Takahiro MIYAO (GLOOCM)
While I appreciated Richard Katz' rejoinder to clarify his explanation and position regarding current tax issues, I must repeat the point that I made in my previous comment, that is, "the main battle line has been drawn between the government's Tax Commission chaired by Hiromitsu Ishi who advocates the MOF's position on one hand and the Council of Economic and Fiscal Policy headed by Minister Takenaka on the other," a point that does not yet seem to be fully appreciated by Richard Katz. Also it is important to point out, as I said in my previous comment, that Finance Minister Shiokawa, an opportunistic politician, has been shifting his position somewhere between these two camps, whatever he is saying now.
What is misleading about Katz' explanation at least in his initial article is that he criticizes Takenaka as if Takenaka were in the same camp as the MOF in proposing flattening tax rates. While Katz admits that Takenaka's proposal to balance the budge is his "long-term program," implying that Takenaka does not intend to do so in the short term unlike the MOF, he still says that "whether Takenaka's proposals is better than the MOF is hardly the issue." I think it is one of the current policy issues which are considered important especially among business leaders and the general public as well. Katz should have clearly distinguished between what he considers important and what is considered important by the general public (policy makers) in Japan. For that matter, contrary to what Katz guessed, I myself do not consider corporate tax cuts terribly important to revitalize the Japanese economy, although my reasoning (taking account of asset deflation) may well be different from Katz'.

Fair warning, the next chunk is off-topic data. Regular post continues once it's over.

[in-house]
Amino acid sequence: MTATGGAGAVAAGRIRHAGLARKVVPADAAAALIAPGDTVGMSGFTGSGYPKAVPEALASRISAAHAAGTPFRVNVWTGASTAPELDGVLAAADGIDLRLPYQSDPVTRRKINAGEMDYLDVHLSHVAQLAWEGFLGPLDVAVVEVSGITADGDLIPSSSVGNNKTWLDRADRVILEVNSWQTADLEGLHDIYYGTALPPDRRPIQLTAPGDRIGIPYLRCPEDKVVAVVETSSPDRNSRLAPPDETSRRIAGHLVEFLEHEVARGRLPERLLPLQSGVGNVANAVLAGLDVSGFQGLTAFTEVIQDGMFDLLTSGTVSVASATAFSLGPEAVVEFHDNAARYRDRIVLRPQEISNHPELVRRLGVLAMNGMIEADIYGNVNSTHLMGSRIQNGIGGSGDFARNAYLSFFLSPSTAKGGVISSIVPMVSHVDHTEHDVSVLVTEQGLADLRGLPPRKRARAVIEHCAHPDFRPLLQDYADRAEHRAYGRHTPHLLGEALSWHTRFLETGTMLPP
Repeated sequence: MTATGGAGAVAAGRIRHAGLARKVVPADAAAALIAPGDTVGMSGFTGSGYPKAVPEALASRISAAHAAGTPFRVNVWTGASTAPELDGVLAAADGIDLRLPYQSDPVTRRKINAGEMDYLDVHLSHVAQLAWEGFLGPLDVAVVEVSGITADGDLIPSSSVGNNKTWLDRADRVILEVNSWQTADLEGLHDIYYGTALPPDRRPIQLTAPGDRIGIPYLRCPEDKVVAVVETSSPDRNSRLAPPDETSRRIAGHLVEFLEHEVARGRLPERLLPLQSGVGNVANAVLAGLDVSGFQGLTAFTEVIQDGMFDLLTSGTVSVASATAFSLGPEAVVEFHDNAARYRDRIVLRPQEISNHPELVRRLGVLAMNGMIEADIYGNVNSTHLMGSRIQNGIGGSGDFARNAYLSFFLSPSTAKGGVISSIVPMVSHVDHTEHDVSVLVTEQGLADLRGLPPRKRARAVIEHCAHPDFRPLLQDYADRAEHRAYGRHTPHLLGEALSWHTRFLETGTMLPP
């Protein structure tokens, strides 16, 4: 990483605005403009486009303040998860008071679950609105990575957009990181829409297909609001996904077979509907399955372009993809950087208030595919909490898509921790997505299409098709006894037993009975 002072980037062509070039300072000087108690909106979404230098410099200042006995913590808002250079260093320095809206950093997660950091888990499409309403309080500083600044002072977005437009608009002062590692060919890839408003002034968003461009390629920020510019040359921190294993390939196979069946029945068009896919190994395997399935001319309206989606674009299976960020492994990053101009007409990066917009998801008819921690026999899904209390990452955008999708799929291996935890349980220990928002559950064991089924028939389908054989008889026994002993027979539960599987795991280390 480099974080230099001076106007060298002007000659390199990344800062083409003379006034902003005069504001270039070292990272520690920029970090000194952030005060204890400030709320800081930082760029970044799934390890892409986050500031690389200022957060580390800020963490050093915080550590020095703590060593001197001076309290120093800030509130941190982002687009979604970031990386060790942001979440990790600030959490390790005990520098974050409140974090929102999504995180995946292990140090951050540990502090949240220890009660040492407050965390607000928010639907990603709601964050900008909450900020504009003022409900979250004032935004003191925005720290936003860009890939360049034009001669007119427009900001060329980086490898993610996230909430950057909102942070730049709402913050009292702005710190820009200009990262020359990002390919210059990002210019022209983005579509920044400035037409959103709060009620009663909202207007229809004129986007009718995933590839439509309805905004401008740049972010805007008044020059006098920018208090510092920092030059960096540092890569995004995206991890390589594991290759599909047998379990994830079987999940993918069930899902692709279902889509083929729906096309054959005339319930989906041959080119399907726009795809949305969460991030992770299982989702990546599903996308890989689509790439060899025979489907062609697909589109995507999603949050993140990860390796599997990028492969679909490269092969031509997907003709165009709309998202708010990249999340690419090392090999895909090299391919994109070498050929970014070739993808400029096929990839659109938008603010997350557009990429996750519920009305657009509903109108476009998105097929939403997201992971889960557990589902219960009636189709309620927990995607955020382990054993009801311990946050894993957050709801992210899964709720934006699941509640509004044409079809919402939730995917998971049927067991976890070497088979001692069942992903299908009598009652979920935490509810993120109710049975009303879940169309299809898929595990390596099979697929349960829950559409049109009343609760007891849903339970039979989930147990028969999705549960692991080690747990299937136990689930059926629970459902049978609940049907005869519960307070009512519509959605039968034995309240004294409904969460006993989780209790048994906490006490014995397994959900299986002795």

Regarding real estate taxes, Richard Katz and I already had intensive discussions in connection with deflation in Japan on the GLOCOM Platform:
See Miyao "Deflation in Japan: Moderator's Summary and Comments":
What is "normal" is a matter of semantics. Do you consider the current upward trend in housing value in the U.S. "normal" or "abnormal"? It depends. In my view, the most abnormal thing about real estate in Japan is a never-ending downward movement in land value since 1991, leading to asset deflation and worsening the non-performing loan problem.. It has become so bad that this problem has finally been recognized even by Koizumi, Tanenaka, and other "reformers." So it is likely to see some kind of tax cuts (most likely, transaction taxes and capital gains taxes) on real estate to be adopted for next fiscal year. I would also propose cuts in holding taxes to combat asset deflation. For this issue, see Miyao "Japan's Economic Problems: Diagnosis and Prescriptions":